Pásale, güera, amiga, linda, nena. Sin compromiso. ¿No necesitas reparar estos lentes?
If I were to walk down calle de Motolinia in Mexico’s Historic Downtown this is what I would hear. I would agree with the salespeople that I do need to repair my glasses, but I’m holding out til I return to Canada. Scratch that. Maybe they could fix the places where the coating seems to have come off. Next time I go to a museum, church or library that is what I will do.
These are some of the many words that people use to call out to me (white person, friend, pretty, baby). Some others are vulgar, so I will not repeat them. Mexicans selling things use words like this to get people’s attention. They use the same words to call out to Mexicans. In Nicaragua, people gave each other nicknames based on appearance, or some physical feature (they said they were funny, I did not get it, but, humour definitely has cultural boundaries that are not easily crossed).
These tendencies point to a system that lets people such as myself gain status, and that makes me uncomfortable. I think that hard work should pay off. By acquiescing to this system, because, on occaison, it has speeded up paperwork, am I just working the system to its advantage? Other times, when I face a woman on the other side of the desk, I sense they view me as a threat because things seem to take way longer than they should.
The words that come out of the mouths of salespeople are a shade away from the vulgar things men say on the street – aka sexual harassment – that there is no way of avoiding if you want to leave your housein Mexico and walk down the street or use public transit – and I am reminded me that there is an underlying expectation that a certain class of women are not to leave their homes – the things people say about the way women dress, or dance, or walk.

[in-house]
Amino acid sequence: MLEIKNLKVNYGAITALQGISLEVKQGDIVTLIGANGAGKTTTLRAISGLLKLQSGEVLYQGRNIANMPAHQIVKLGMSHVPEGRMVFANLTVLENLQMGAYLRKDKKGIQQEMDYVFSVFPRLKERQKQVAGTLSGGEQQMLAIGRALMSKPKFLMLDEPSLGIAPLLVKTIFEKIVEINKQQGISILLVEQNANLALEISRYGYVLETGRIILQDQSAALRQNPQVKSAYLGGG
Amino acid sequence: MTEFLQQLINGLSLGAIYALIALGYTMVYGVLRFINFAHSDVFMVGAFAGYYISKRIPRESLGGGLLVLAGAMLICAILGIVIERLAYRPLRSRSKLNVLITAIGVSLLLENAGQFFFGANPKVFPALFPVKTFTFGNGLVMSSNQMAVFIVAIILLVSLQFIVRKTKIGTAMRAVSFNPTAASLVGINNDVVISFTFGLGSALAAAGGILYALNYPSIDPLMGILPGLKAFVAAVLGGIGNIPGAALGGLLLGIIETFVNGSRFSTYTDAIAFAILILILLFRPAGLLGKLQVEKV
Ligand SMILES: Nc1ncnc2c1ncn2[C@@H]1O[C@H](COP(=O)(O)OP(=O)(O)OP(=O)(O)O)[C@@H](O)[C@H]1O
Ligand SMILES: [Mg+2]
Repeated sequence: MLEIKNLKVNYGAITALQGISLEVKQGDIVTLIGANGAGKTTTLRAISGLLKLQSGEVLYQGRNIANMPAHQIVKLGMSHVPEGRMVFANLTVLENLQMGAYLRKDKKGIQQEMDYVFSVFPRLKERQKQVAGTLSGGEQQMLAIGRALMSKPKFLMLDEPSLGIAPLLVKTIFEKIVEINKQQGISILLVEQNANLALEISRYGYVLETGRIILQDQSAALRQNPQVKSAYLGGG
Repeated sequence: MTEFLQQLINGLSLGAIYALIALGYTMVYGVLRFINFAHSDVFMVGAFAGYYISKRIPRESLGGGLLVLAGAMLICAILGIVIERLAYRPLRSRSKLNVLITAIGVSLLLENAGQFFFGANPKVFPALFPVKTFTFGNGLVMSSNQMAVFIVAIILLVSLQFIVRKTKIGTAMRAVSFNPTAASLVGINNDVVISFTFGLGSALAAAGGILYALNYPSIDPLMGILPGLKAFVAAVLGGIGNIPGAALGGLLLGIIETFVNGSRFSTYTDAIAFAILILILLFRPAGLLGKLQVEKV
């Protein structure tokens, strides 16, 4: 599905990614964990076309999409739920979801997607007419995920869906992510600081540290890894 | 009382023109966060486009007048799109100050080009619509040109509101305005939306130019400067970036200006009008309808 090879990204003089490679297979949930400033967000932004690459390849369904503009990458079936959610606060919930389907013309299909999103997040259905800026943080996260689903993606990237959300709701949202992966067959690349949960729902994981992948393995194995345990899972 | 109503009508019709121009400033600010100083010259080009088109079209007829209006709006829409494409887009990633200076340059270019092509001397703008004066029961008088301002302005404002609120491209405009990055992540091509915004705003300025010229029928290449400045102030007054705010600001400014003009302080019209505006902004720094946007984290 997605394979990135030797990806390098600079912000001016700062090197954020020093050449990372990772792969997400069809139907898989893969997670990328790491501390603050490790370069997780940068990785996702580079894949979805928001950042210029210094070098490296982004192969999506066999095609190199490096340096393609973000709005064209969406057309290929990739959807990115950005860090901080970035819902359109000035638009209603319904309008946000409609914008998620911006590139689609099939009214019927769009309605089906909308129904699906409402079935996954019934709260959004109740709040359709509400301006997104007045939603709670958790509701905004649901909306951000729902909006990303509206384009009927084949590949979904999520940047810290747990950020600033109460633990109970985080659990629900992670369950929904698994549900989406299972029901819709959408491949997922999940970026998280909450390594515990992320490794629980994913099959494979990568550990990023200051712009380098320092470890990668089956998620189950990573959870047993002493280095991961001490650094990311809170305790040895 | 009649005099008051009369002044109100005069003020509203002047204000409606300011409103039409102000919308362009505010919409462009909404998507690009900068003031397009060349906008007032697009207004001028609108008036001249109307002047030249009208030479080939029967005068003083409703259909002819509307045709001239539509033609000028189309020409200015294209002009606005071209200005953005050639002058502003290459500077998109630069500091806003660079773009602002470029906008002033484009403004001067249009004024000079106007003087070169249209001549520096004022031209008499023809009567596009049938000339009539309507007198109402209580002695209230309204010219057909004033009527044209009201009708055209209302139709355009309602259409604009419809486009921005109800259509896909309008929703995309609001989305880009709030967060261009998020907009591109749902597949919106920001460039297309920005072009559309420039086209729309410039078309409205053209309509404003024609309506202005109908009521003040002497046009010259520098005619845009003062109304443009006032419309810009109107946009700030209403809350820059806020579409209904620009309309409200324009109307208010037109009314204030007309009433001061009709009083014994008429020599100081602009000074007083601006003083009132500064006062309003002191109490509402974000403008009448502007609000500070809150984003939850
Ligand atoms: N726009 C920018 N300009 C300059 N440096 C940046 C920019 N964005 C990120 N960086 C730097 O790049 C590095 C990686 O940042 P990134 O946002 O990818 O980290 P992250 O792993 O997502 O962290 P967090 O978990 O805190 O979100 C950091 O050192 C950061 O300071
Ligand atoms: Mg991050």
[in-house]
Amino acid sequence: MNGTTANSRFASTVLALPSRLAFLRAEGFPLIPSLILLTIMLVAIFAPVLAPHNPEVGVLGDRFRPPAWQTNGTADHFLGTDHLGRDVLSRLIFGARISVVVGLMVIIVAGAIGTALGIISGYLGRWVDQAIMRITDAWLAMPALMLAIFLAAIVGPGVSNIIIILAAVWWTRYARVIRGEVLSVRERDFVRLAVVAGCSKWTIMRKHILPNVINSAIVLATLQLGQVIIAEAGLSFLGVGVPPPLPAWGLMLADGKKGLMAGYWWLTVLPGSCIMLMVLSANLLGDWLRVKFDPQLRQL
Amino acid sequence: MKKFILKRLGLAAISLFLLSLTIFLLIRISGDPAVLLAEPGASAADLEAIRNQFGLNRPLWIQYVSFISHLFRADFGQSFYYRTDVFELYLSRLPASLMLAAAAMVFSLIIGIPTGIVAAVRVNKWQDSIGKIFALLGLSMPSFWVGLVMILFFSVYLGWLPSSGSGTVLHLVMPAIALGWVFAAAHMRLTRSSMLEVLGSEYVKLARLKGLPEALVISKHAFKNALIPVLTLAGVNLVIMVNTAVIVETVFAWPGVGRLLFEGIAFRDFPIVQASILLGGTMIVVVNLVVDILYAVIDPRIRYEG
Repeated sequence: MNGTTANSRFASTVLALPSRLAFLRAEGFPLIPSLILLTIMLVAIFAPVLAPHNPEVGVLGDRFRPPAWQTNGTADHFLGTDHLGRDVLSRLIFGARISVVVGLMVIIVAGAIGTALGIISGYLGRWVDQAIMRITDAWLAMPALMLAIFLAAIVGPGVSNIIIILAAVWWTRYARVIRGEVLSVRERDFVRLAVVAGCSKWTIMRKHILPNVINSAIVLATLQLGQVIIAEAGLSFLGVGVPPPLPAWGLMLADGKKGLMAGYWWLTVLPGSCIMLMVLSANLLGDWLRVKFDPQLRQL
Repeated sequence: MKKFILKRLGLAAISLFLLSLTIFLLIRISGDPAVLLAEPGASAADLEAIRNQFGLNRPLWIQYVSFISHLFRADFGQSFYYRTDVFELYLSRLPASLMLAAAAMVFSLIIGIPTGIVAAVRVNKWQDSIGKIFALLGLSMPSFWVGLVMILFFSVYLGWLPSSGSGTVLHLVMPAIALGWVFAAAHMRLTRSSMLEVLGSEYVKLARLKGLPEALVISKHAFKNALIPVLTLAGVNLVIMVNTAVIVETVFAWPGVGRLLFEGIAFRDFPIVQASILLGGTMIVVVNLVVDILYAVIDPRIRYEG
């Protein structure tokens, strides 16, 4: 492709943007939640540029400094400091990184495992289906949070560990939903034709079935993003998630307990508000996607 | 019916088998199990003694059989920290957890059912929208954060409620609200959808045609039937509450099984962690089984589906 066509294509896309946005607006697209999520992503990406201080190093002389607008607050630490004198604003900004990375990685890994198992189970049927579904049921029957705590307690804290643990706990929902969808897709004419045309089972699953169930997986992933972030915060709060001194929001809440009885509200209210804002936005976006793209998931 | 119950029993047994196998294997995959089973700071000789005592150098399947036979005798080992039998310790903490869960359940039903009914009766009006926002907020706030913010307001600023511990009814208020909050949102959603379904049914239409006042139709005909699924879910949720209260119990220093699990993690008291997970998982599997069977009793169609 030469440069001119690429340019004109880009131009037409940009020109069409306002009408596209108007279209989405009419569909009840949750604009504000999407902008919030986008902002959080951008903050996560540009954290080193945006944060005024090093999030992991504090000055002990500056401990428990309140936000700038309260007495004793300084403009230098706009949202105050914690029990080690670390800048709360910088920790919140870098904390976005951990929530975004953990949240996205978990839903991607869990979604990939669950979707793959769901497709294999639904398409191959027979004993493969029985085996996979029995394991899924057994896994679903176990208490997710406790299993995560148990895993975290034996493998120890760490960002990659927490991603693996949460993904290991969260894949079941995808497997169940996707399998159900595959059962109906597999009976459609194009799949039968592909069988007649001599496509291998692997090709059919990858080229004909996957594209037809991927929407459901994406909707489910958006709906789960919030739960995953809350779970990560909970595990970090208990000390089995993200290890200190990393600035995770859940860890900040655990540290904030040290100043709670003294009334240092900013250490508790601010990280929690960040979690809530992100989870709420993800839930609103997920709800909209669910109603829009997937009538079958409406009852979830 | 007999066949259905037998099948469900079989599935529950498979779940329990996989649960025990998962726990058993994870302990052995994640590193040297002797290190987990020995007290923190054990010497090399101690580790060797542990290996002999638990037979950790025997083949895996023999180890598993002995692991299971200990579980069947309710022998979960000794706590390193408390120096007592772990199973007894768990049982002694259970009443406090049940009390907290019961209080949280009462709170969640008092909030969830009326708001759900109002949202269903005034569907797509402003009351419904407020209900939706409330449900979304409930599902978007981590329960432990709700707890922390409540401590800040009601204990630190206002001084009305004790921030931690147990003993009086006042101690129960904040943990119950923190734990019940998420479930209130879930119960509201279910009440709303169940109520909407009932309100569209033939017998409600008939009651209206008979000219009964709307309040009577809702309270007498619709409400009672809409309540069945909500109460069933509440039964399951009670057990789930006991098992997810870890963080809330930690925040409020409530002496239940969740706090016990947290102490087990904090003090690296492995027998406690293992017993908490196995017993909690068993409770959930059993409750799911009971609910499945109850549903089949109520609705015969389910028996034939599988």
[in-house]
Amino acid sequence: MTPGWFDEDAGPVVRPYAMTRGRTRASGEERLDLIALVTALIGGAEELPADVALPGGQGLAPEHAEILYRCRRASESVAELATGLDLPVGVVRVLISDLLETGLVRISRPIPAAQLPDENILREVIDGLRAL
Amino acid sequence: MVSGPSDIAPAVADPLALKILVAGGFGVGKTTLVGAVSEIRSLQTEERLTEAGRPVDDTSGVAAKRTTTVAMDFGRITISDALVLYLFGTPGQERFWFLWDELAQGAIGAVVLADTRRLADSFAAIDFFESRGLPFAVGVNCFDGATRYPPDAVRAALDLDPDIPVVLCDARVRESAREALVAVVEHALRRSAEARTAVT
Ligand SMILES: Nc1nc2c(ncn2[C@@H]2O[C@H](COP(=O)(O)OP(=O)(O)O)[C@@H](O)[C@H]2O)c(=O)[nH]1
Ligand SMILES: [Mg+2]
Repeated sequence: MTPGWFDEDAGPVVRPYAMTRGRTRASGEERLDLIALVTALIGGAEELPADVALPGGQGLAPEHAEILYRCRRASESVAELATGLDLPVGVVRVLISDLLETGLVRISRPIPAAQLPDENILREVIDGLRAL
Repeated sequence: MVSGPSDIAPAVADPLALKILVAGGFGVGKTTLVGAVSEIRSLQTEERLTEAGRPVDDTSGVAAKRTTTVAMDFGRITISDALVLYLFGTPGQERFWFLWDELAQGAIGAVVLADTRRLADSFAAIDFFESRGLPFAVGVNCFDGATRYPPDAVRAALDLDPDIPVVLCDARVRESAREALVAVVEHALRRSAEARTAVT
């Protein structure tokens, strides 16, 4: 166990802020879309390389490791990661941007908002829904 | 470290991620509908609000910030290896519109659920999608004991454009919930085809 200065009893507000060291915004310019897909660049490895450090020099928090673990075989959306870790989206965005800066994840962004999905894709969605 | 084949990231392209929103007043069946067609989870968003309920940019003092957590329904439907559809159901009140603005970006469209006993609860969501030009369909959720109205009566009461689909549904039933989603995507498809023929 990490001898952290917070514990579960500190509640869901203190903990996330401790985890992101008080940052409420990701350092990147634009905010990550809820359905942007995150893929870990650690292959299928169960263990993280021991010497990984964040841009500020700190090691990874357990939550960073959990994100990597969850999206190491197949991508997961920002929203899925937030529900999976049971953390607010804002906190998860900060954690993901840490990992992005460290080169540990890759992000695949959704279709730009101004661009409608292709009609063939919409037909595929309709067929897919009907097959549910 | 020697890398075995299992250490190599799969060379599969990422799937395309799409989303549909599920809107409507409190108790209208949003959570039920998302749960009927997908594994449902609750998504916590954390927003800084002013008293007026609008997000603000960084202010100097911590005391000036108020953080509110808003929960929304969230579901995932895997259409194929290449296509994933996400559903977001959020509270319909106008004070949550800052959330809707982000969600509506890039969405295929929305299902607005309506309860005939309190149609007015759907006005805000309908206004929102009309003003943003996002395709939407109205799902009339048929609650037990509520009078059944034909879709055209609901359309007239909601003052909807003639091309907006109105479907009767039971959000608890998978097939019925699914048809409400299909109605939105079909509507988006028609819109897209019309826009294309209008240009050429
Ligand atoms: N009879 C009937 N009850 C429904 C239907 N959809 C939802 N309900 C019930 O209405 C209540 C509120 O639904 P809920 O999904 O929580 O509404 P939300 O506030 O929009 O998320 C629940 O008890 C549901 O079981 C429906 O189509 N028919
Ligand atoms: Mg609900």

Hearing this kind of language reminds me, again, that in Canada, where I stand out less, and where I feel comfortable actively swearing at men who say these things, and telling them that my body is not availble for public commentary, we live in the same system where men feel comfortable telling women what to do, and some women feel comfortable acquiescing because it’s easier, becase the paperwork goes more quickly, because they’ll get free snorkel equipment (I turned that down today).
Men feel like they are losing power – indeed, women without children vastly outearn men (other than men of their same level of education). Do I feel badly? Do I feel badly that regardless of my qualifications I am guaranteed to earn less than a man with the same level of education, particularly if I get married (my status goes down, his goes up), or have children (whoah, career disaster)? It’s time for people to move beyond the expectations of their sex/gender. No one is more of a man or a woman (yes, keeping the gender binary for this one) because of how they look or act or where they choose to work (at home, outside of the home, freelance) or what name they choose for themselves. These are choices that should be availble to anyone. Women have so many options (most of what I have mentioned typically apply to women) and so many preoccupations (according to the internet, women focus on work, family, friends, “fitness” while men focus only on work). I think it’s time to share the bounty.
(The inspiration for the post came from my life and this article http://www.nytimes.com/2012/09/30/opinion/sunday/the-myth-of-male-decline.html)